My sis and her shoe garden

'Nothing succeeds like excess." Oscar Wilde may not have been talking about my sister, the shoe queen, but I have a feeling that he could have.

It's not necessarily wrong to have as many shoes as Imelda Marcos, but since my sister isn't the wife of a dictator, I feel she needs to reassess her priorities.

"Oh please, everyone should have at least 10 pairs of shoes," she says as she realigns them in her closet. I try to remember the last time I had more than three pairs in mine. Our theories on the matter are, to say the least, different. A shopping trip for my sister isn't a shopping trip unless she comes home with at least four pairs of shoes. For me, shoe shopping is a nuisance. I'd rather have a pair arrive at my door than to have to go out and find one. My sister rolls her eyes every time she hears me say this.

"There is an art to finding the right pair of shoes," she says as she dismisses my philosophy with a wave of her hand. I found out how true this was one Saturday when she asked me to find a pair of her shoes.

We were to meet for breakfast after she took a jog - and after I'd managed to roll myself out of bed. As she huffed and puffed up and down various hills in the neighborhood, I lazily threw on some clothes and slipped on some shoes. As I headed out the door, the phone rang.

"Hi!" she said. (She can jog and talk on her cellphone at the same time, something that takes way too much coordination for me.) "I'm glad I caught you. Can you bring me my gray jogging shoes?"

"Uh, OK," I said. "Didn't you leave the house with shoes on?"

"Yes, of course," she said as if I'm the crazy one.

"I don't understand," I continued. "Did you wear them out by jogging too hard?"

Still unamused, she explained: "These shoes are too sweaty, and I don't want to wear them another minute!"

Not wanting to start an argument and getting more hungry by the minute, I agreed to get whatever shoes she wanted. "OK, I'm in your closet," I said. "Tell me again which ones." I stared into the sea of shoes. Glancing at it, or looking with eyes unfocused, one might think one is looking through a doorway into a beautiful garden. So many shades of each color!

"Gray jogging shoes." She repeated. "And hurry, I'm almost at the restaurant!" Being reminded that now I have to beat the clock, my eyes darted around, looking for the jogging-shoe section, which I was confusing with the regular old sneaker section.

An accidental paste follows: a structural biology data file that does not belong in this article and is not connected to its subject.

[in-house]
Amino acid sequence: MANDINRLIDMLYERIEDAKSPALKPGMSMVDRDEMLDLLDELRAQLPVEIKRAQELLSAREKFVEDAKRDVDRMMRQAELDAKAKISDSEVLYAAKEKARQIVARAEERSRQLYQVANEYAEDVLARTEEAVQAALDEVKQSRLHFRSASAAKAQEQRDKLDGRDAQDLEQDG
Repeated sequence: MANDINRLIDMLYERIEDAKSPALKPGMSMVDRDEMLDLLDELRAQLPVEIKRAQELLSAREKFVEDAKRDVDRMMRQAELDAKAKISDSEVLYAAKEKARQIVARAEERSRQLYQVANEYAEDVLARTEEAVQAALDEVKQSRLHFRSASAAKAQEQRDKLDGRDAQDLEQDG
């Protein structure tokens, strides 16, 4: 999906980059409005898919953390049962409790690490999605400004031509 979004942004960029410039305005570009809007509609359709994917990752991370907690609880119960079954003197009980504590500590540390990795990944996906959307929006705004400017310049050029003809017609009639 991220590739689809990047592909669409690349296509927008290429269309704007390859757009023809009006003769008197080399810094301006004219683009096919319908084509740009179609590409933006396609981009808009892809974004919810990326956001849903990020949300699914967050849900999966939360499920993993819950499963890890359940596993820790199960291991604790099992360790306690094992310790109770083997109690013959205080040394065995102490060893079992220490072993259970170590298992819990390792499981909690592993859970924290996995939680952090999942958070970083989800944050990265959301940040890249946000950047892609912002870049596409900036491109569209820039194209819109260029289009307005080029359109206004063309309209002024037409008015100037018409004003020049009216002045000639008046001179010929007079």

"OK, I think I have them," I said as I picked up what looked exactly like gray running shoes to me.

"Are you sure?" She asked, still jogging.

"I think so. They have black and white stripes on the sides and white laces." I was hoping to get to breakfast soon.

"No, just plain gray!" she said with a huff. This is ridiculous, I thought. What planet is she from? I could think of at least 10 times when I'd been to the gym and worn the same shoes for the rest of the day. I've been told by my sister that this is not only disgusting, but also disrespectful to those around me: the ones who may have to breathe in the fumes from my toxic shoes.

As I thought those things, I was certain that she was thinking about how gross I was for not maintaining a shoe garden like hers. Now I was thinking of where I could go to nominate her for Miss Priss of the Year.

"Tell you what," I said, "why don't I just bring the whole closet?" She was not even beginning to be amused. Just as my stomach was starting to yell at me to send down a muffin or a bagel, I heard the front door open. The phone was still to my ear as my sister walked up to where I was, in front of her closet.

'Move!" she said. And with one sweep of her arm she picked up a pair of shoes that I had not yet spotted.

"Oh, those gray shoes," I said. "Sorry." She started to laugh.

"I needed to take a shower anyway." She told me. "I'll be quick." I plopped down on the couch to wait. I put my feet up and looked at my shoes, which were also gray, though they may have once been black or white, I couldn't recall.

"I'm sorry I called you 'Miss Priss,' " I said once we were out the door.

"You didn't call me that!" she said. "At least not out loud." We looked at each other and began to laugh. We had to stop walking, we were laughing so hard. No matter how different we are, besides our love for one another we are united by our love of laughter. It's one of the ways we meet somewhere in the middle.

Maybe one of these days she'll donate some shoes from her garden, and I'll set aside a little plot of land to start my own.

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